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writers on the creative life
featuring Kim Addonizio
Kim Addonizio is the author of three books of poetry from BOA Editions: The Philosopher's Club, Jimmy & Rita, and Tell Me, which was a finalist for the 2000 National Book Award. Her latest collection, What Is This Thing Called Love, was published by W.W. Norton in January 2004. A book of stories, In the Box Called Pleasure, was published by Fiction Collective 2. She is also co-author, with Dorianne Laux, of The Poet's Companion: A Guide to the Pleasures of Writing Poetry (W.W. Norton). With Cheryl Dumesnil she co-edited Dorothy Parker's Elbow: Tattoos on Writers, Writers on Tattoos (Warner Books). Her first novel, Little Beauties, will be published by Simon & Schuster in September 2005.
1. When did you start writing?
When I was ten I started a mystery novel, and quit after a handful of pages. At fifty, I just sold my first novel. So I guess I've been writing a long time, but not with much commitment until my late twenties, when I discovered poetry and seriously started trying to learn to write. Before then, I never really entertained much thought of becoming a writer. I kept journals, but they were just for myself, a way to figure out my experience. Mostly they said things like God, I'm so depressed or Should I call him? I have all my journals since the age of nineteen. I should probably burn them.
2. What is your writing routine like?
I don't always have one, but I'm happiest when I do. Usually it involves mornings, espresso, and whatever food I'm convinced helps me. Right now it's Luna Bars or Balance Bars. Can't write without 'em. I am also addicted to writing in bed, especially when it rains, because there is this lovely window that looks out at our deck, a lattice, and a lemon tree. Right now the lattice is broken because a couple of guys running from the cops took a route through our yard. This seems to happen about every six months, but otherwise it's a very peaceful view.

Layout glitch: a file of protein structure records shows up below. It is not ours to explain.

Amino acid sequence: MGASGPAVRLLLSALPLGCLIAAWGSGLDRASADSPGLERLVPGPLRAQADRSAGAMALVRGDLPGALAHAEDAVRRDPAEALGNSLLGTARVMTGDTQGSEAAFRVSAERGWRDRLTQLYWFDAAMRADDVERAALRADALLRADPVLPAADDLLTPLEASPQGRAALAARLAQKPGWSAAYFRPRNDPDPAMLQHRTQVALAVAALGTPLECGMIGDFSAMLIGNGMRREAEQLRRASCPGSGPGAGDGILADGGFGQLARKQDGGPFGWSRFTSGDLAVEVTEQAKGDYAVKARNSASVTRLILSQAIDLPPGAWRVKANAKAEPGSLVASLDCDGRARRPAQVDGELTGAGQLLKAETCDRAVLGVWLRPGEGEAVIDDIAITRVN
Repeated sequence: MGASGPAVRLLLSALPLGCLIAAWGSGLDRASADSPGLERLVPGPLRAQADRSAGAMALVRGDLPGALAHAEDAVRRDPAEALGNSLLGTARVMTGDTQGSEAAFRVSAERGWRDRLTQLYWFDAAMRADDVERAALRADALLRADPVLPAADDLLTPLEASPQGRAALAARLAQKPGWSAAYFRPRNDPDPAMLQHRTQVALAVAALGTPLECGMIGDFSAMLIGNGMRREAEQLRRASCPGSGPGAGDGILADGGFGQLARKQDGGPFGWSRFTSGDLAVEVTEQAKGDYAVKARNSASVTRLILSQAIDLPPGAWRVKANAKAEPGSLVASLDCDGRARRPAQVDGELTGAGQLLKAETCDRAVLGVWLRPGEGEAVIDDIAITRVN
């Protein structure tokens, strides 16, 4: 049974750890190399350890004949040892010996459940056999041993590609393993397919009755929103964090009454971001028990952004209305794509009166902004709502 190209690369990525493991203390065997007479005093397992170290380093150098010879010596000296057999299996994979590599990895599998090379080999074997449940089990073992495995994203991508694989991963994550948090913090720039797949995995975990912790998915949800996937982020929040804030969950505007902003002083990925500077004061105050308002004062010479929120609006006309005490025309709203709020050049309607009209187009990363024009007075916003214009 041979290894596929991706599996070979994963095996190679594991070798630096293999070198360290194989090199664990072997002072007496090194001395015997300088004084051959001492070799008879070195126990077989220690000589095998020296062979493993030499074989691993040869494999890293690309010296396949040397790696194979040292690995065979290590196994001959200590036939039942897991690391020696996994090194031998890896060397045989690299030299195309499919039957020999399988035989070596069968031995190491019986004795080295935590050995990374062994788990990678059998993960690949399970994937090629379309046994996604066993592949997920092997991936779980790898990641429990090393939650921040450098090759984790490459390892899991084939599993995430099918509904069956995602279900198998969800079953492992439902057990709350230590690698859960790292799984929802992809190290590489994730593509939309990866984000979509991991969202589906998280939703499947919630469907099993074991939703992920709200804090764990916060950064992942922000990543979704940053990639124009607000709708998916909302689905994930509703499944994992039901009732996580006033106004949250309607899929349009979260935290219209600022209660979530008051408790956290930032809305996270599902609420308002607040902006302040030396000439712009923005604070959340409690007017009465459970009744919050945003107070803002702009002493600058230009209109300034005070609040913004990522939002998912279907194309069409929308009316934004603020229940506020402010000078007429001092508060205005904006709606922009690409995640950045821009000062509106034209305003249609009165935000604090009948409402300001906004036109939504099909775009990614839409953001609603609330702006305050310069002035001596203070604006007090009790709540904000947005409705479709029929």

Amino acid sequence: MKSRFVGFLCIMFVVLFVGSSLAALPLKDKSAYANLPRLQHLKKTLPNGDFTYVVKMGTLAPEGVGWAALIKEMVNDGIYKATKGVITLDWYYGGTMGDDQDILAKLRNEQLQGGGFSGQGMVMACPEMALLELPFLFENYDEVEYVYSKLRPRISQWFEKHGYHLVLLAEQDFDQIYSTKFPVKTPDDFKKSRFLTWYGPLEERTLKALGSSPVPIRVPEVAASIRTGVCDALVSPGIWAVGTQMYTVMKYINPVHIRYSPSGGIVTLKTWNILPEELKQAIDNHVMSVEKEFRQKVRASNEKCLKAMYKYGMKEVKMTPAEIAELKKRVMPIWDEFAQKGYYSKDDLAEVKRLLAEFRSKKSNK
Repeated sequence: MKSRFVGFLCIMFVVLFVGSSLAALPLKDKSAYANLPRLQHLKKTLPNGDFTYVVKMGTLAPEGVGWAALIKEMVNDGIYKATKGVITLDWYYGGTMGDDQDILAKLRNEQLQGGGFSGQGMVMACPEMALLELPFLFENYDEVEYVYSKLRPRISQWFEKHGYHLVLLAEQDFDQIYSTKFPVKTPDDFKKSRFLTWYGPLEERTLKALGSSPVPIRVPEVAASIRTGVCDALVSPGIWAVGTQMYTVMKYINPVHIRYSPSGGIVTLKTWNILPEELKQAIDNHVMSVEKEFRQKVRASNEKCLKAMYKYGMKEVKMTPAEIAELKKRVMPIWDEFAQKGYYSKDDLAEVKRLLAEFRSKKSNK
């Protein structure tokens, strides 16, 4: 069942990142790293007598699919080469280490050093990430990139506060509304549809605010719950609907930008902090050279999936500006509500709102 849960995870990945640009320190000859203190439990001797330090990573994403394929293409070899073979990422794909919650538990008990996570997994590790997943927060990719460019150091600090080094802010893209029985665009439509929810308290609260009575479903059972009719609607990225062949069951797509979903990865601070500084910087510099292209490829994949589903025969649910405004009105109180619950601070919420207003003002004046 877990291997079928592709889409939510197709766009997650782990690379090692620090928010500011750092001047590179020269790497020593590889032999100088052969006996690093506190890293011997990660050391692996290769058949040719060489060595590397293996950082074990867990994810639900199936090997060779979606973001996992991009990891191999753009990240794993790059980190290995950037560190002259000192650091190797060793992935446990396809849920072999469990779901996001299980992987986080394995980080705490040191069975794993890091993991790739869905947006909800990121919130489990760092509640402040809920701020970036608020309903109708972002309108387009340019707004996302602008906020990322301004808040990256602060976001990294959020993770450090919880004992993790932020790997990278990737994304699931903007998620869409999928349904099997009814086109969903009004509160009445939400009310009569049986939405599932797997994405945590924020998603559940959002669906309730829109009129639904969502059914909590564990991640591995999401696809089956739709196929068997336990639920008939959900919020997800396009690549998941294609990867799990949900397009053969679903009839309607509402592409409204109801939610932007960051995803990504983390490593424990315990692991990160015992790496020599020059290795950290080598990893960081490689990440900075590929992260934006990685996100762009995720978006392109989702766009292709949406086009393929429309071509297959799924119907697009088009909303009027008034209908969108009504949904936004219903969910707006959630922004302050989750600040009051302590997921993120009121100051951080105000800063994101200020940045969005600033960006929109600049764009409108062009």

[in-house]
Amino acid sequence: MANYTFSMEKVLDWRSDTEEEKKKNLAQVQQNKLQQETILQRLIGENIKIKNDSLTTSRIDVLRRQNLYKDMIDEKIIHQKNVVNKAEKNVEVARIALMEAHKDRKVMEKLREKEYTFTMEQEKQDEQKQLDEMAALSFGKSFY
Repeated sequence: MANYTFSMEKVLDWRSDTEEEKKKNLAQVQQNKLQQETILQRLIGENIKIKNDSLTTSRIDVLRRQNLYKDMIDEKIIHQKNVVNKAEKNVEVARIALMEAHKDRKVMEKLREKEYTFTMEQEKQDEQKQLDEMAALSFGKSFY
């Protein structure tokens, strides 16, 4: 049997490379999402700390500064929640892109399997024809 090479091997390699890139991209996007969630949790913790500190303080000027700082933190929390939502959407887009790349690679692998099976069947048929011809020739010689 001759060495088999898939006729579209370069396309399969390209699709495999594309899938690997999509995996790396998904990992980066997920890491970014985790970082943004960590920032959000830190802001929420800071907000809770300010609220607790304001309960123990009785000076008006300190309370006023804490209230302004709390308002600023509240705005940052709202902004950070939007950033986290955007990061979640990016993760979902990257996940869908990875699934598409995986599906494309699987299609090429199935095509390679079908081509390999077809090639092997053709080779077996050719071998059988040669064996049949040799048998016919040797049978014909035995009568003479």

3. Who are some of your favorite writers, and which writers have had the strongest influence on you?
I love almost everyone I read. If I don't, I put the book down. I'm very porous and I just let in whatever comes. My early poems filtered the ancient Chinese poets in translation, and Frank Stanford and early C.D. Wright and Jack Gilbert and Linda Gregg, Carolyn Forche, Sharon Olds. When I wrote my second book, Jimmy & Rita, two books I read and reread were Michael Ondaatje's The Collected Works of Billy the Kid and Rita Dove's Thomas and Beulah, as I struggled with how to put together a book-length narrative. By Tell Me, my third collection, I was processing C.K. Williams. I've mostly been influenced, in terms of craft and voice, by contemporary writers. The canon has been a different kind of influence. Whitman, for example -- he's behind everything I write, as a father-spirit. In fiction I've been drawn to writers like Hubert Selby, Jr., Kathy Acker, Denis Johnson, William Vollmann, Paul Bowles.